The Symphonic Poetry Carnival

symphonic poetry carnival
Well, the time has arrived for the fun to begin. The time has arrived for the words to spin through our ears, around inside our heads. Time for the music to start with a note in the key of C for creativity.

The movements include fugues, pasacaglias, bells, silences. Ther are blues and more blues, melodies in many colors, accelerandos, songs and odes of gratitude and clarinet tones. Let the symphony of poetry begin!

The poetry carnival idea was started by Dan at Philosophical Poetry. If you’d like to join, check for updates and locations at the google Poetry Carnival forum.

The first movement is a sad little tune with “no harmony” by RDL, called Believe.

Feel like there is a weight on my chest
holding me down
hard to breathe

For the second section, we have a moment of silence, titled Six Stories, captured poetically by Sara, from Science Creative Quarterly.

For all the movement it was making, it was very silent. For all the movement around it, it was still very silent.

Dave also encouraged all poets to become involved in Science Creative Quarterly’s Terry project, with global issues as the creative focal point.

Next comes a bluesy slow movement by Ned Nedful called Night Blues.

The wind
was a tight-
stringed seventh
shredding the night.

Jessamyn of Theriomorphsent in some “meat and potatoes, stuffing to fill your soul” music by . This is the main course, a lyrical Thanksgiving November Song.

Maybe you can breathe freely, without loss…

Now comes a little lilting tune, a blue reprise called Vibe, by Trebuchet of Legwarmers.

Ice clinks in short glasses while I tap my thumb;
frosted ashtrays slowly fill with perfectly timed conversations.

This seems like a good spot for a faster movement, or two. Daniel of Talking to Myself gave us a poem with meter and and the accelerando of a chase- In the Shifting Glimmer.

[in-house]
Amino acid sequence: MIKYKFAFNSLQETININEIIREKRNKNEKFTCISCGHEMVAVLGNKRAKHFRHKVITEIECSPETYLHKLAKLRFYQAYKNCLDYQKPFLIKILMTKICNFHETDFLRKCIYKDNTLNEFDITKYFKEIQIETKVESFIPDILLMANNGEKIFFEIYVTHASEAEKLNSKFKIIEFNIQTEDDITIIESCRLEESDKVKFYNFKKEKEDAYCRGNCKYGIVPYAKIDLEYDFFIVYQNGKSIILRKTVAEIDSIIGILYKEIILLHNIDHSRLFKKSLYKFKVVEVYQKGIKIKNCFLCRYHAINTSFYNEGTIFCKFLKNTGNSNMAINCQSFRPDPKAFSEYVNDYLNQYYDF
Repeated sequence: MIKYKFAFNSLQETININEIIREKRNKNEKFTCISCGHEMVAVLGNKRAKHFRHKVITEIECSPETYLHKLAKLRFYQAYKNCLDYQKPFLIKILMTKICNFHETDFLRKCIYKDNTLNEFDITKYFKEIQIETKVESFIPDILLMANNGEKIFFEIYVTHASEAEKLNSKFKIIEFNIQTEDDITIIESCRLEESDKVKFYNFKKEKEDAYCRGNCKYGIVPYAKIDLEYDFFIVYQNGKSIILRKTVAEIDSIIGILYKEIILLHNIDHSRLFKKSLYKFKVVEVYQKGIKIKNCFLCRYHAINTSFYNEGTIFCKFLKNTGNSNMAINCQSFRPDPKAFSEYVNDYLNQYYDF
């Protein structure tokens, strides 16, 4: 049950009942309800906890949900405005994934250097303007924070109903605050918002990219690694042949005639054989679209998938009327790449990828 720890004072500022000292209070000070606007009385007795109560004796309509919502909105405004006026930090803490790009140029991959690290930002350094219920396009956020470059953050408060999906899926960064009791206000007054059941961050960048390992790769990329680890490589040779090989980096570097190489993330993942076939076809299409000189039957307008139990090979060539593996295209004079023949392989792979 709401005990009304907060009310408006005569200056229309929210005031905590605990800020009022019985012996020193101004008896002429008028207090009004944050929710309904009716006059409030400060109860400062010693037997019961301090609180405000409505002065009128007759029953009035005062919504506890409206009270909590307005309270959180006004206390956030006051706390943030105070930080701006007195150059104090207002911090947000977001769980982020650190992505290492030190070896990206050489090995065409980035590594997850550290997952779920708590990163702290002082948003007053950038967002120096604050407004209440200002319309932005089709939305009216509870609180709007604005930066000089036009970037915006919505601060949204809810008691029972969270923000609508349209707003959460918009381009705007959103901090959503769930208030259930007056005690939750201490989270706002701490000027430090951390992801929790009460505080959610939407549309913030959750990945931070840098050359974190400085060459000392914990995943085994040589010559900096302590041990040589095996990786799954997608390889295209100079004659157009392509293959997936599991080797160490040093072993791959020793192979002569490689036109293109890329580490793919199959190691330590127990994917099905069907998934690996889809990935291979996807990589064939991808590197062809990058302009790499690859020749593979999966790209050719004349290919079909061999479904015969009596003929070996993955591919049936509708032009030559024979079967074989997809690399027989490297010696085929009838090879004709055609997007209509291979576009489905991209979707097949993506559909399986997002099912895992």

In the shifting glimmer of the morning light
He awakes in terror at the lurid sight.
And his mind recoils from the pain of truth
That the white enamel was a human tooth.

His second submission also had a musical meter, along with an ironic message about Thanksgiving. It’s called Twas the Night of Thanksgiving.

Twas the night of Thanksgiving,
and all through the house,
not a creature was stirring
not even a mouse.

Liz of Letting me Be sent me several poems, but this little rhapsody called The Song tugged at my heart strings with colorful melodies. I think it will do the same for you.

From the silence came the indigo melody
deep vibrations of abounding love
running like the water of life
standing in stillness
like the ocean of a soul.

Another very different bluesy tune is by Moose of Find me a Bluebird. I submitted this for him, uh, her, so it may disappear if he, uh, she disapproves of my boldness! This is called Blue Hypnotic Fragment. It’s somehow sultry and upbeat at the same time.

alone in the middle of the room
focus drawn close
body overtaken by rhythm
moving in a new language of pulsation

Adam sent this serious movement warning against the dangerous power of music. It’s called The Journey of Music.

Feel the cold steel of a Saturday night special
Up against your throat

Ed of Life and Times of… offers a passacaglia hymn with a repeated bass line of the words “song, along, friend, hum, drum, end”. The poem builds around this anchor. It’s called Highway Hymn V.

Telephone wires race along
whispering their electric song
tires on the road quietly hum
Silence is my only friend
when their songs sadly end